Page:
Scott D. Pierce: FX on Hulu series makes a point about teachers who prey on students — eventually
(Photo courtesy of Chris Large/FX) Nick Robinson, left, as Eric Walker and Kate Mara as Claire Wilson in "A Teacher."
“A Teacher,” we’re told, works hard not to be salacious about a high school teacher who has sex with one of her students.
But the 10-part limited series — which starts streaming Tuesday on FX on Hulu
— doesn’t altogether succeed at being something other than just exploitation.
(FX on Hulu is a specific section of the streaming service.)
You can probably imagine how this starts. Attractive, 20-something teacher Claire (Kate Mara) takes a job at a Texas high school, and soon develops a mutual attraction with Eric (Nick Robinson), a popular senior who is 17 when they meet. Claire’s marriage isn’t going great, although her husband seems largely unaware of that. And Eric’s home life is less than ideal. His father is completely out of the picture, and his single mother is struggling to support the family.
Claire volunteers to tutor Eric as he prepares for the SATs, and pretty soon they’re having sex in the back seat of a car after the homecoming dance. And then in various other places as they try to keep their sexual encounters secret. That’s not going to happen, obviously, or there’d be no story.
“I was really interested in exploring consent and manipulation and victimhood and what that means,” said creator/executive producer/writer/director Hannah Fidell.
Except that, unless you sit through all 10 episodes, you’re not going to get to that message. For all those high-minded ideals, the fact remains that it isn’t until the second half of the series that the narrative reaches the point where we see that it’s manipulative, abusive and just plain wrong. Not to mention illegal — in Texas, it’s illegal for a teacher to have sex with a student, even if the student is 18.
Instead, the first five episodes mostly portray Claire and Eric as a couple caught up in some sort of idyllic romance and a teenage fantasy.
“At the beginning, it really is just taboo and sort of the idealized male fantasy in some ways,” Robinson said. “I mean, I don’t know why this is such a common fantasy in our society, but I think it’s pretty clear if you look at any website that there’s quite a lot of these kinds of videos — teacher-student — and there’s something dangerous and exciting about that initially.”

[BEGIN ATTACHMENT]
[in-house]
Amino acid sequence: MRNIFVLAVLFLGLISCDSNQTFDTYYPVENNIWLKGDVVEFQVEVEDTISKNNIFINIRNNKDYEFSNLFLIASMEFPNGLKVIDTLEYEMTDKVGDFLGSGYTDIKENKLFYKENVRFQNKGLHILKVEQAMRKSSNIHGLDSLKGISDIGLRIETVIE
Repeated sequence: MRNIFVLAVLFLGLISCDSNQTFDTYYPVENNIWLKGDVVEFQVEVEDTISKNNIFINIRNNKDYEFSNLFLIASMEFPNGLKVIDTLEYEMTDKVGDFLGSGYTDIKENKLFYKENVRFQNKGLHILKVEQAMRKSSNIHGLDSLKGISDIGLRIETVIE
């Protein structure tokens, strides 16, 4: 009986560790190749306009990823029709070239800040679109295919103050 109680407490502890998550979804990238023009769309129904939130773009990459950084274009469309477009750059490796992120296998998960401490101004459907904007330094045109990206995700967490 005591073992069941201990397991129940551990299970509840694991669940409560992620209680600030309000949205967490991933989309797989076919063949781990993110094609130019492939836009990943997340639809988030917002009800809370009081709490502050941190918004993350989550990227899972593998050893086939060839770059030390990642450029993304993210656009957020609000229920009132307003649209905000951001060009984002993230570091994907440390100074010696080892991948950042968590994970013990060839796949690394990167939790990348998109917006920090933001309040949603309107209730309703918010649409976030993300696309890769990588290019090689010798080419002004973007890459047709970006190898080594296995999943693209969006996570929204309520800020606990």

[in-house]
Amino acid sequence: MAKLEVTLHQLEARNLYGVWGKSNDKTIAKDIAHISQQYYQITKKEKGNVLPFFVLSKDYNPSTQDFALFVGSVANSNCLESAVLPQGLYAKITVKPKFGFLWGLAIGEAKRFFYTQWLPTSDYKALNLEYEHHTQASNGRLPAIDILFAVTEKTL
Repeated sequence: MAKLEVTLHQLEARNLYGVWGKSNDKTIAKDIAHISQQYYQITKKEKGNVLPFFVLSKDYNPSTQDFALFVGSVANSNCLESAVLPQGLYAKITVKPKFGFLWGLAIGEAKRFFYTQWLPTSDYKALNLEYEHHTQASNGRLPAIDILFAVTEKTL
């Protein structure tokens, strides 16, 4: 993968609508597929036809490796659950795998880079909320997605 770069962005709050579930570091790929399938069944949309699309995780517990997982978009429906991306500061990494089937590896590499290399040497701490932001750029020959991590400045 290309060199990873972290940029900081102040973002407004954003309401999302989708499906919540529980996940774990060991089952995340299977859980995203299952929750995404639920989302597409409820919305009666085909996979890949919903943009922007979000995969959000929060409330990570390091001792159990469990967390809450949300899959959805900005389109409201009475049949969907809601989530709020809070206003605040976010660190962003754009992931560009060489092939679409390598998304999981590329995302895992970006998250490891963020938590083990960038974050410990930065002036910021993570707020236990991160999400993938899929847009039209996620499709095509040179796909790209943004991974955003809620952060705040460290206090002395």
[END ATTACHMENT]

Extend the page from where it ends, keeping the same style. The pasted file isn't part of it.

That approach is arguably dangerous. This is a sex crime, not a romance.
Fidell said she wanted “to sort of make the audience complicit in the affair” before they realize that “the relationship is actually not what it seems and that there’s a really bad side of it.”
But that comes only after they’re seen as star-crossed lovers. And “A Teacher” is full of scenes that don’t look markedly different from similar plotlines in TV shows ranging from “Dawson’s Creek” to “Everwood” — except that they’re far more adult.
Episodes are prefaced with this warning: “This series contains sexual situations as well as depictions of grooming that may be disturbing. Viewer discretion is advised.”
That’s understating it. If this was a movie, “A Teacher” would be rated R for the language alone. And while there’s not much in the way of nudity, the sex scenes are more than a bit graphic and disturbing. And some of the choices — the stripper scene in Episode 7, for example — are questionable.
(The first three episodes of “A Teacher” start streaming Wednesday, with the final seven rolling out one per week after that.)
This is actually the second time Fidell has told this story. She also wrote and directed the 2013 independent film “A Teacher,” which ran 75 minutes. And she said it was “exciting … to have that time to really explore” the characters in the FX on Hulu series.
However, although individual episodes of the new version are relatively short (between 21 and 30 minutes), in total it runs almost 3½ times longer than the film, and that’s way too much. Long, languid looks at scenery and characters’ faces might work in an independent film, but not so much in a TV series.
The final episodes are by far the best, once Fidell gets to the points she said she wanted to make. And Mara and Robinson both turn in fine performances as people whose lives are forever changed — and are, arguably, wrecked.
“What I was really curious about was — what happens after?” Fidell said. “What are the consequences for, especially the student, but for both of them? Do they both have to live with a scarlet letter for the rest of their lives? And how does victimhood present itself differently for a male victim as opposed to a female victim?”
If only “A Teacher” didn’t take so long to get there. And if only it consistently made it clear just how wrong this is in every episode.